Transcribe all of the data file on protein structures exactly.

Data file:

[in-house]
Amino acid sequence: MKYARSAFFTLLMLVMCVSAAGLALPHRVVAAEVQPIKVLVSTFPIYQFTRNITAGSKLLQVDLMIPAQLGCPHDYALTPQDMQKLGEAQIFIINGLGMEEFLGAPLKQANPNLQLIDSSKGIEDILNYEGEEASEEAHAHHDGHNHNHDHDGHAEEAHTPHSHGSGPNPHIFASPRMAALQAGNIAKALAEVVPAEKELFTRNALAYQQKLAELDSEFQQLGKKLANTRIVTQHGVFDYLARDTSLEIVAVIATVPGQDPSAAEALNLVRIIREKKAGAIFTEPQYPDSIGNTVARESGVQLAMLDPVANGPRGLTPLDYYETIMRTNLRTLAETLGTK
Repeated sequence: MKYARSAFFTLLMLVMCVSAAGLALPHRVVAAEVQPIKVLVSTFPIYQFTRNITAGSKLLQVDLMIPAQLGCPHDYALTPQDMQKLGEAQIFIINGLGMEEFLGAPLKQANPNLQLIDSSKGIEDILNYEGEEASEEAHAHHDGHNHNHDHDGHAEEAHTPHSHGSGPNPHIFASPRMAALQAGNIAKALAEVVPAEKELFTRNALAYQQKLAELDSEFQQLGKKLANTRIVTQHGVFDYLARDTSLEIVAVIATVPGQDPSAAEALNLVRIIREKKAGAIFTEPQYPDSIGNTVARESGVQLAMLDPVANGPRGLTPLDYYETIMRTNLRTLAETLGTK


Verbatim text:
[in-house]
Amino acid sequence: MKYARSAFFTLLMLVMCVSAAGLALPHRVVAAEVQPIKVLVSTFPIYQFTRNITAGSKLLQVDLMIPAQLGCPHDYALTPQDMQKLGEAQIFIINGLGMEEFLGAPLKQANPNLQLIDSSKGIEDILNYEGEEASEEAHAHHDGHNHNHDHDGHAEEAHTPHSHGSGPNPHIFASPRMAALQAGNIAKALAEVVPAEKELFTRNALAYQQKLAELDSEFQQLGKKLANTRIVTQHGVFDYLARDTSLEIVAVIATVPGQDPSAAEALNLVRIIREKKAGAIFTEPQYPDSIGNTVARESGVQLAMLDPVANGPRGLTPLDYYETIMRTNLRTLAETLGTK
Repeated sequence: MKYARSAFFTLLMLVMCVSAAGLALPHRVVAAEVQPIKVLVSTFPIYQFTRNITAGSKLLQVDLMIPAQLGCPHDYALTPQDMQKLGEAQIFIINGLGMEEFLGAPLKQANPNLQLIDSSKGIEDILNYEGEEASEEAHAHHDGHNHNHDHDGHAEEAHTPHSHGSGPNPHIFASPRMAALQAGNIAKALAEVVPAEKELFTRNALAYQQKLAELDSEFQQLGKKLANTRIVTQHGVFDYLARDTSLEIVAVIATVPGQDPSAAEALNLVRIIREKKAGAIFTEPQYPDSIGNTVARESGVQLAMLDPVANGPRGLTPLDYYETIMRTNLRTLAETLGTK